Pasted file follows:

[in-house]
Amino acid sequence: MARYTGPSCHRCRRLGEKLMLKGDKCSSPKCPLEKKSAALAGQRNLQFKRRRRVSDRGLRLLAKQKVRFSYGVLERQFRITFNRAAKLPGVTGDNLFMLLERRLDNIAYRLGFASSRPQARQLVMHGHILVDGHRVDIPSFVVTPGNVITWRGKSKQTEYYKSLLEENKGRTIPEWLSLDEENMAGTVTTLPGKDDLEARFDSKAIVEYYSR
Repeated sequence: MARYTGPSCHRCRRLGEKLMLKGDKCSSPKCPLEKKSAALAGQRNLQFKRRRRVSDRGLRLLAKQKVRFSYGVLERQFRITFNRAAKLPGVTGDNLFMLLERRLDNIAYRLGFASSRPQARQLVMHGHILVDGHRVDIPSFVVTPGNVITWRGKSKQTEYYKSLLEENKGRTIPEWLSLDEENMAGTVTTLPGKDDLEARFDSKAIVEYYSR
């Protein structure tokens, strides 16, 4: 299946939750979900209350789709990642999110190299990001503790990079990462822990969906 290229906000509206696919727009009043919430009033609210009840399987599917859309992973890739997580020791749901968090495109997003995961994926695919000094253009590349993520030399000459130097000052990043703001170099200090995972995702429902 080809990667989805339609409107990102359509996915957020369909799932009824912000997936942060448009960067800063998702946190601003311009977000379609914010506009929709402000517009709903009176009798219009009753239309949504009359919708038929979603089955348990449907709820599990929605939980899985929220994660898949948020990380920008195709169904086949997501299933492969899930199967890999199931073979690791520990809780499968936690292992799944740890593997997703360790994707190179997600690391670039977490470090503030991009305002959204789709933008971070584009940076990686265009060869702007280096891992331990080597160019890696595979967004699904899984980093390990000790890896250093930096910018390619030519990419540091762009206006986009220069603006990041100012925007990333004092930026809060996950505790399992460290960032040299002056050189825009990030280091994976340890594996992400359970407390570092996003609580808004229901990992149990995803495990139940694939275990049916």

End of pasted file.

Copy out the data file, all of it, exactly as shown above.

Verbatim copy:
[in-house]
Amino acid sequence: MARYTGPSCHRCRRLGEKLMLKGDKCSSPKCPLEKKSAALAGQRNLQFKRRRRVSDRGLRLLAKQKVRFSYGVLERQFRITFNRAAKLPGVTGDNLFMLLERRLDNIAYRLGFASSRPQARQLVMHGHILVDGHRVDIPSFVVTPGNVITWRGKSKQTEYYKSLLEENKGRTIPEWLSLDEENMAGTVTTLPGKDDLEARFDSKAIVEYYSR
Repeated sequence: MARYTGPSCHRCRRLGEKLMLKGDKCSSPKCPLEKKSAALAGQRNLQFKRRRRVSDRGLRLLAKQKVRFSYGVLERQFRITFNRAAKLPGVTGDNLFMLLERRLDNIAYRLGFASSRPQARQLVMHGHILVDGHRVDIPSFVVTPGNVITWRGKSKQTEYYKSLLEENKGRTIPEWLSLDEENMAGTVTTLPGKDDLEARFDSKAIVEYYSR
């Protein structure tokens, strides 16, 4: 299946939750979900209350789709990642999110190299990001503790990079990462822990969906 290229906000509206696919727009009043919430009033609210009840399987599917859309992973890739997580020791749901968090495109997003995961994926695919000094253009590349993520030399000459130097000052990043703001170099200090995972995702429902 080809990667989805339609409107990102359509996915957020369909799932009824912000997936942060448009960067800063998702946190601003311009977000379609914010506009929709402000517009709903009176009798219009009753239309949504009359919708038929979603089955348990449907709820599990929605939980899985929220994660898949948020990380920008195709169904086949997501299933492969899930199967890999199931073979690791520990809780499968936690292992799944740890593997997703360790994707190179997600690391670039977490470090503030991009305002959204789709933008971070584009940076990686265009060869702007280096891992331990080597160019890696595979967004699904899984980093390990000790890896250093930096910018390619030519990419540091762009206006986009220069603006990041100012925007990333004092930026809060996950505790399992460290960032040299002056050189825009990030280091994976340890594996992400359970407390570092996003609580808004229901990992149990995803495990139940694939275990049916």